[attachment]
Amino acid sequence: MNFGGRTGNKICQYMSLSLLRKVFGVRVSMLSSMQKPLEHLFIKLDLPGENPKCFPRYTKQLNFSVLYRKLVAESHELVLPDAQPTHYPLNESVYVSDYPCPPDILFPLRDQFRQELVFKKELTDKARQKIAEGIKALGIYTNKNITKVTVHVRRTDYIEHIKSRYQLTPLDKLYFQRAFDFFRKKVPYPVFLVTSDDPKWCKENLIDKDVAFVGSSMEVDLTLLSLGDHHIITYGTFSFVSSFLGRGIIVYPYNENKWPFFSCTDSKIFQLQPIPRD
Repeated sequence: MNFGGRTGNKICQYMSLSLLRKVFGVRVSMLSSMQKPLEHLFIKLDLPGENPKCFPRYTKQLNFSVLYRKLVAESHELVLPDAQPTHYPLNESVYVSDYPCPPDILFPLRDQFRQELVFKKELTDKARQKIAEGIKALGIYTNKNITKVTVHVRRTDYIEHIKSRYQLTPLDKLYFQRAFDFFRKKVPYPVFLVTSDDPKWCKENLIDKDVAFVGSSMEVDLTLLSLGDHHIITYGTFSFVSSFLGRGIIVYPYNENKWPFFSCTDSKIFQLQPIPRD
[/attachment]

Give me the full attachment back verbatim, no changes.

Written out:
Amino acid sequence: MNFGGRTGNKICQYMSLSLLRKVFGVRVSMLSSMQKPLEHLFIKLDLPGENPKCFPRYTKQLNFSVLYRKLVAESHELVLPDAQPTHYPLNESVYVSDYPCPPDILFPLRDQFRQELVFKKELTDKARQKIAEGIKALGIYTNKNITKVTVHVRRTDYIEHIKSRYQLTPLDKLYFQRAFDFFRKKVPYPVFLVTSDDPKWCKENLIDKDVAFVGSSMEVDLTLLSLGDHHIITYGTFSFVSSFLGRGIIVYPYNENKWPFFSCTDSKIFQLQPIPRD
Repeated sequence: MNFGGRTGNKICQYMSLSLLRKVFGVRVSMLSSMQKPLEHLFIKLDLPGENPKCFPRYTKQLNFSVLYRKLVAESHELVLPDAQPTHYPLNESVYVSDYPCPPDILFPLRDQFRQELVFKKELTDKARQKIAEGIKALGIYTNKNITKVTVHVRRTDYIEHIKSRYQLTPLDKLYFQRAFDFFRKKVPYPVFLVTSDDPKWCKENLIDKDVAFVGSSMEVDLTLLSLGDHHIITYGTFSFVSSFLGRGIIVYPYNENKWPFFSCTDSKIFQLQPIPRD